At some point in the late 90’s I stopped storing my stuff in garbage bags and got a large lockable, air tight Rubber Maid tote to put all my gear in. Over time, as my gear and clothing began to over fill the tote, I have added a few more totes to my collection. Around this time unscented detergent, shampoo and soaps made their way onto the scene. The slow learner that I am, it took some time for me to put the pieces of the puzzle together and figure out if my clothes are scent free maybe my skin, hair and breathe should be scent free as well. Then, it hit me. One evening that fall, while I was raking leaves in the yard, dreaming about being in a tree stand, enjoying the scent of the decaying fallen foliage and the scent of dying golden rod a light bulb went on in my head. What if I made my clothes smell like the scent of the fall air?
Like I said, I’m a slow learner. Shortly thereafter, bottled fall scented products and scent free products were on the shelves at local retailers. To say I have tried them all would be a bold face lie. I have tried a few and have come to count on four products that I buy every year to help minimize my human scent. Each September when the leaves in the North East start to change from their bright green of summer to the vibrant reds, oranges and yellows of Western New York’s autumn my process goes into action almost as if I am affected by photo-period like the big game we hunt.
My System: Once my stuff is washed and completely dried I fold it and place it neatly into my totes. I pick up a pack of Hunter Specialties Fresh Earth Scent Wafers and place one or two in each of my bins right on the clothes. In conjunction with the scent wafers I also add a handful of fresh leafless golden rod stalks clipped to about 2-3 inches in length, a paper lunch bags worth of freshly fallen maple leaves that are still waxy and a few small freshly cut hemlock bows into each bin. Then I close and lock the bin and do not open it until opening day of the bow season. It usually sits closed for about 2-3 weeks, with my clothes and hunting accessories soaking up that fall scent.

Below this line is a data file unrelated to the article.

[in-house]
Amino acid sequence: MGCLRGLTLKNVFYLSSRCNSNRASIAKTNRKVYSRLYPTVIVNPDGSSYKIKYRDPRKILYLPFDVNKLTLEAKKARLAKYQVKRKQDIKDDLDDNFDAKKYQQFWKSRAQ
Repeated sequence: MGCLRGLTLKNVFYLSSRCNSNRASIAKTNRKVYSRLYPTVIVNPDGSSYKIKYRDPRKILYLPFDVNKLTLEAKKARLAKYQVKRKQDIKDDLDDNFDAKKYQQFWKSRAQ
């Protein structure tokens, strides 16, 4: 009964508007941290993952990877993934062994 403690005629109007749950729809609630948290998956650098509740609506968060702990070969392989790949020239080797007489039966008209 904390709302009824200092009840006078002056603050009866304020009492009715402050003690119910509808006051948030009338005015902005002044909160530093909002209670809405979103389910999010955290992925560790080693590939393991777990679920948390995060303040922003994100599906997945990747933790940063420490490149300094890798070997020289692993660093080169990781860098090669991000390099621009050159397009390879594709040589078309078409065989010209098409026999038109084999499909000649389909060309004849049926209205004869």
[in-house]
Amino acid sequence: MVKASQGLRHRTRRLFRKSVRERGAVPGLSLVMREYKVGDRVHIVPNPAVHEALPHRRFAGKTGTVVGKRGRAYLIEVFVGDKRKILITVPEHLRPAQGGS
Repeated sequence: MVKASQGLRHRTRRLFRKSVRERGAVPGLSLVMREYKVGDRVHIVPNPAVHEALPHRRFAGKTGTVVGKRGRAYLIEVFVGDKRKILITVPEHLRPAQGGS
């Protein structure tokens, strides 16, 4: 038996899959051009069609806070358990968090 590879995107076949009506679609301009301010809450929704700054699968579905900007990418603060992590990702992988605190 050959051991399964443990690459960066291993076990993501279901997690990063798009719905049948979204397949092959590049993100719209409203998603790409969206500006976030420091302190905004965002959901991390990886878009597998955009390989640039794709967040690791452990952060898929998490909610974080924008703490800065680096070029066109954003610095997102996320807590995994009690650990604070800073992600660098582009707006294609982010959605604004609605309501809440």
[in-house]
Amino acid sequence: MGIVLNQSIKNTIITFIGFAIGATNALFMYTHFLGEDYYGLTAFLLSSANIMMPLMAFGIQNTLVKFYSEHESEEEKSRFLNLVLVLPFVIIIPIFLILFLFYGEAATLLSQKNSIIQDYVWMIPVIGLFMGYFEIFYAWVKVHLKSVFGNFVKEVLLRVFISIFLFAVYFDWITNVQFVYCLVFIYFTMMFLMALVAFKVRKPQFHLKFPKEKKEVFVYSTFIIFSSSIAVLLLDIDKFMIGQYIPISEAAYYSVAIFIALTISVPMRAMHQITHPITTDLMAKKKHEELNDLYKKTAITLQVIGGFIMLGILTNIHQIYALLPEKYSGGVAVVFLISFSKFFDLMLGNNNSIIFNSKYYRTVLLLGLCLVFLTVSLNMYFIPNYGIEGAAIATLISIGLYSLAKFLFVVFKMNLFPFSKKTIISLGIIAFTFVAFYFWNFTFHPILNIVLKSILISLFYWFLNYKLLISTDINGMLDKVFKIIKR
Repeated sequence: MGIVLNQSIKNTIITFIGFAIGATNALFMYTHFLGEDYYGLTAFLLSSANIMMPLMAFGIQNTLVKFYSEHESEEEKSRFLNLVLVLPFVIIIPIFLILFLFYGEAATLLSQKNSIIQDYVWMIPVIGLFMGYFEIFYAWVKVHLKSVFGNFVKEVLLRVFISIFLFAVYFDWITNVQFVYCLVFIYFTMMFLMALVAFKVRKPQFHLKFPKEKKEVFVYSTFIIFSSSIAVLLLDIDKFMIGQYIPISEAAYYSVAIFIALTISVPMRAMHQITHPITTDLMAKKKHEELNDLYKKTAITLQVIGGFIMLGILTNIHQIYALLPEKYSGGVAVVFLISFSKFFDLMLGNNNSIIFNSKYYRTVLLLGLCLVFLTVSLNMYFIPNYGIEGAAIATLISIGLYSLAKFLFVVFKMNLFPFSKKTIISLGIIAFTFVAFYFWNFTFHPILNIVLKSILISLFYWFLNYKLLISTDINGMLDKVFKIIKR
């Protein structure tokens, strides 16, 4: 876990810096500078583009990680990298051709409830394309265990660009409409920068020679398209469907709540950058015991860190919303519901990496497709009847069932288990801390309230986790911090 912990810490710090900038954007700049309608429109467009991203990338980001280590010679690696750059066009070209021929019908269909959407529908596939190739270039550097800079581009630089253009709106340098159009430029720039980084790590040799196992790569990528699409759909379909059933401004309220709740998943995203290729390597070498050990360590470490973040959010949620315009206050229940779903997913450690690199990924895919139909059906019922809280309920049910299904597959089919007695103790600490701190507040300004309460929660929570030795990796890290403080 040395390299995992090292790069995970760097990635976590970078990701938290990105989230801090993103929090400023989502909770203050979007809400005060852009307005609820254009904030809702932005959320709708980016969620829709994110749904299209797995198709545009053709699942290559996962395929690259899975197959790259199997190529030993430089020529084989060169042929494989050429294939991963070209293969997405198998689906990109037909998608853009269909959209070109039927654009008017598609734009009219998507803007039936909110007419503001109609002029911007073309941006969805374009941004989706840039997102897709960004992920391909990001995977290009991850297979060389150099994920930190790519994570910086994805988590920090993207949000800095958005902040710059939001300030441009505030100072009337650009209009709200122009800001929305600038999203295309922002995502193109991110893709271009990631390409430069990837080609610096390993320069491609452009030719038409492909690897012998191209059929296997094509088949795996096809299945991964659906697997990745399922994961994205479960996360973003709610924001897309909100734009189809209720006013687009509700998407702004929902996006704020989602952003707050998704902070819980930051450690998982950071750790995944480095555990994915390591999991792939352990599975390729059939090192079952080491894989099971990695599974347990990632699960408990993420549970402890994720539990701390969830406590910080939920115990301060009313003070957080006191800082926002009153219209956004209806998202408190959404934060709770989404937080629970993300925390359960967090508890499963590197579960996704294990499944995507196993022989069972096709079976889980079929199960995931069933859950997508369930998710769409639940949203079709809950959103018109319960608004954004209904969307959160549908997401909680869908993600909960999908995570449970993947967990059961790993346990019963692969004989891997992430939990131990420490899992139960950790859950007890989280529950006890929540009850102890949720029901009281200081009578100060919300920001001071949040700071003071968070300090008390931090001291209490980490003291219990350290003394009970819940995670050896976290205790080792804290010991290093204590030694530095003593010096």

The second part of scent control system is my personal hygiene measures. The second product I rely on every year is Hunter Specialties Scent Free Green Soap. Most people I’m sure use it prior to going hunting, not me. I shower with it and use unscented deodorant every day from one week prior to the opening of the bow season until our primitive arms season closes the week before Christmas. Also, all of our household laundry is washed in scent free detergent and scent free fabric softener dryer sheets. My very understanding fiancé drew the line at using earth scent dryer sheets for our everyday laundry. Like I said before, my fiancé and future step sons are not very far off with their opinion of my obsessive compulsive personality traits. Well, at least when it comes to preparing for whitetails or other big game.
Right now we’re in the end of summer. We have about 1 month before bow season opens. Just like everyone else I have shooting to do, food plotting work to do, tree stands to hang and make sure my gang is ready for the season opener. It may be mid August but it’s never too early to start thinking about scent control. If you’re a passionate big game bow hunter like I am. Your quarry’s nose should be the first thing on your mind. Because it only takes one sniff to miss the chance at the trophy of a lifetime.
Thanks for the tips. I’ve been filling my wife’s old panty hose with leaves, fresh cut sapplings and weed cuttings for years. Leaving them in my totes during the off season and replacing them with fresh ones as the season approaches. happy Hunting.
Earth scents are great. I use them on my non-carbon clothes. I use unscented on my carbon clothes as to not absorb scent and “fill up” the carbon chambers. Some guys dont bother with carbon because of the expense but I have gotten some very old deer in questionable wind changes on stand. I would strongly advise to never put any leaves or saplings in an enclosed bag or container. All foliage holds moisture and when it is trapped it will surely cause mildew and mold.